I just returned from a trip where I took approximately 14,000 images. Probably 20-30 images turned our similar to this one. Does anyone have any ideas of what is causing this or what the solution might be.
In 2005 (I was using either a D80 or D300) I did a day's shooting at Grand Canyon. I was using a top of the line--at the time--Lexar CF. Most of the files on that CF were corrupt. The ones that I could read showed parts of multiple shots on one image. I sent the CF to Lexar, and they recovered most of the images.
I did not have the funky color problem. To me that would suggest either a failing CF, buffer problems, connection problems, etc. Not sure that there is any software that could reconstruct your images without the color striations.
I am assuming from the image content that you were not using a high frame rate, which might eliminate buffer problems being the culprit.
How many actuations on this D300. What is the brand and model of your CF?
I always use either top of the line SanDisk or Lexar CF/SD/SDHC, etc. It amazes me how much many on here spend for their camera bodies, lenses, tripods, heads, brackets, grips, etc. and then scrimp on memory cards. I have never had another problem since 2005. Just knocked on wood.
Several years ago I had a similar issue with colored streaks
on a Nikon 5700. My local camera store sent it in to Nikon
for repair and they replaced the shutter. I had a D70s also
exhibiting this problem and again they replaced the shutter.
Both cameras started out with a few random frames and
eventually all were bad. Hope this helps.
Are your card's on nikons approved list of cards mentioned in the manual? As a last resort you can try formatting the cards via your computer, and run the windows error checking utility presuming you're running windows. Then being sure to reformat the cards in camera. Cards not tested and approved can sometimes have intermittent problems as can a failing card.
____________________________________________________________________ When no one is looking, Pigs can walk on they're hind legs
I talked about a similar problem of image file corruption here.
My case was a little different, and turned out to most likely be a bad eSata cable between my file server PC and an external storage box. My problem was a random flipped bit here and there in just a very few image files. In your case, you appear to be missing a string of bits, which is offsetting the image in addition to the RGB color transpositions that raw file corruption tends to create. I assume these are raw files?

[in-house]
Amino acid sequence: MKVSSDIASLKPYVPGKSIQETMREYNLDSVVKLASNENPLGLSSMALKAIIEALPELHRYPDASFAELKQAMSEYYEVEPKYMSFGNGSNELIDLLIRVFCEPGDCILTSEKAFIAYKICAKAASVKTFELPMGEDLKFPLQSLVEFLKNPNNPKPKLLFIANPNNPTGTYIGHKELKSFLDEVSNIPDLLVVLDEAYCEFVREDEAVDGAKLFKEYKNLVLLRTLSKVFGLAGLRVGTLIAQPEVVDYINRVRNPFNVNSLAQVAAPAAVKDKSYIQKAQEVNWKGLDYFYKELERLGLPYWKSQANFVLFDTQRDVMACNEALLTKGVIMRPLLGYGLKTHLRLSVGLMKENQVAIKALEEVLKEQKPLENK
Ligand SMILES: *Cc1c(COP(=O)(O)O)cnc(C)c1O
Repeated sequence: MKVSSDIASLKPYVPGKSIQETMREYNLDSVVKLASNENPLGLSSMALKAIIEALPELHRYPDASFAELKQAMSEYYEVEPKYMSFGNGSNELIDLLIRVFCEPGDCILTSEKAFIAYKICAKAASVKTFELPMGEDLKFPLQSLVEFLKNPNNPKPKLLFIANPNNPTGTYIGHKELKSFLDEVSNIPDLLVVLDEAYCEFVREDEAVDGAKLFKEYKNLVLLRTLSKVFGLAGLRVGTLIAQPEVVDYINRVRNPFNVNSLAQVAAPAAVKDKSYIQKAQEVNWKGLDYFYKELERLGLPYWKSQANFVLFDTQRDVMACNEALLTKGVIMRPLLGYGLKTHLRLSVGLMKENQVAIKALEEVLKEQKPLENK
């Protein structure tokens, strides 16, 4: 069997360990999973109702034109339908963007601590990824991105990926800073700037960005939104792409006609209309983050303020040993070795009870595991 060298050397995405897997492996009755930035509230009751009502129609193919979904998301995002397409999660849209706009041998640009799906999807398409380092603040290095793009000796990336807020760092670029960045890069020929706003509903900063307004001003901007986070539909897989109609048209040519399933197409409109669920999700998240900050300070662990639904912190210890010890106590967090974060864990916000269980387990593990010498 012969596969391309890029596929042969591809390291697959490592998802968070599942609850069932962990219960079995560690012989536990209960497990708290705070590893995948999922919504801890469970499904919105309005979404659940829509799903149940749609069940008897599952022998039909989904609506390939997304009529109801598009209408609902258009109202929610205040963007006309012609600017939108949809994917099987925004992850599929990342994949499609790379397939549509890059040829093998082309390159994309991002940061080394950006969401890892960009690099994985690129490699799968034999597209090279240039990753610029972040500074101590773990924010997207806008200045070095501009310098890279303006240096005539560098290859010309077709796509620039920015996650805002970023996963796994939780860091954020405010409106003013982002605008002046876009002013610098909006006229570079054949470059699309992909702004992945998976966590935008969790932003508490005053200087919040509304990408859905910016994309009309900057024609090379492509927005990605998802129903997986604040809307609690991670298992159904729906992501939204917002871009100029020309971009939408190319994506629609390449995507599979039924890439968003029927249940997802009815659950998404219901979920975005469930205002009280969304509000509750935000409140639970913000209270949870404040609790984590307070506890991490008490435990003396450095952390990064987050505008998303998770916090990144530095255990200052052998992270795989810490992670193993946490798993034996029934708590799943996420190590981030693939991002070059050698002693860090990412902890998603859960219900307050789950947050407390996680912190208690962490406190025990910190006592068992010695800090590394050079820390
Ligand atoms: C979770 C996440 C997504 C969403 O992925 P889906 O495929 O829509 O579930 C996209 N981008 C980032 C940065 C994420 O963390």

Anything in between the camera buffer and the final disk storage could corrupt a file (in principle). If it were me, I would first determine if the image on the card is corrupted. It may not be corrupted, it may just be the image on your hard drive.
As I mentioned in my thread, I use a Windows app called BeyondCompare (BC). I would copy the contents of the card to the hard drive, then use BC to bit compare the contents of the hard drive folder(s) to the actual card. You may need to modify your workflow to avoid renaming files or adding IPTC or XMP data, for example.
There are other bit comparison tools out there; this is just the one I use. If you are on a MAC then you need to find some other tool.
If images are corrupted but the hard drive files are identical to the camera card files then you know it is happening in camera. Otherwise you need to start investigating the hardware chain.
Thank you all for your replies. They have brought up many interesting possibilities.
I went to Africa on this trip taking 17 4GB and 8GB cards. I had expected that they would last the entire tip and I had a NEXTO 500GB has a backup. Unfortunately, I filled up the cards after the first week and then started reusing the cards (yes, I know I lost my redundancy).
All of the scenarios presented are possible because of the above. Does anyone know if Opanda or any other software records a serial number or any other ID of the original card that it gets recorded on? That would make it easy to see if a card has went bad.
Thanks to everyone for their help and suggestions.
>I went to Africa on this trip taking 17 4GB and 8GB cards. I >had expected that they would last the entire tip and I had a >NEXTO 500GB has a backup. Unfortunately, I filled up the >cards after the first week and then started reusing the cards >(yes, I know I lost my redundancy). >
I had asked previously how many actuations you had on this D300. Someone on here mentioned problems with the shutter. I have seen other D300's with high actuations suffering shutter problems.
I have never had a problem with a shutter that I know of, so not sure of how they might be tested. It just sounded like your count might be high with all the memory cards that you were going through. The folks that I have known with shutter problems on D300's knew for sure that they had shutter problems.
At 1st 87,000 sounded like a lot, but I can easily shoot 1,000 photos in a couple of hours. Shooting track meets, I usually shoot the highest frame rate, and keep my finger down sometimes for 15-20 seconds at a time. Don't even want to look at the shutter count on my D7000.
you said that you went on a trip to Africa, but the pic in your original post is of Venice if I am not mistaken? Maybe the card (s) did not format correctly after a previous shoot? After downloading your images do you delete your images from your card or do you format?
I have nothing important to add to your problems with possible corrupted files, but I’m very interested in what your final conclusion will be.
I’ve been struggling with printing problems that are similar to your photo attached to this topic. Much of the time my prints look very much like your photo. I have found that my old Epson printer is still very capable of outstanding prints, but I’ve been unable to determine why this is happing most of the time.
My current thinking is that I’m printing from a corrupted RAW file. Please keep me in mind, as you solve your issues.
I am having currently similar issues. Every 500 pictures i am having aprox. 1 corrupt file. I hope the shutter is ok. I have currently 43000 shutter actuations. The cards I have been using were formated on a nikon but a different model camera. I don't know if it could be the problem.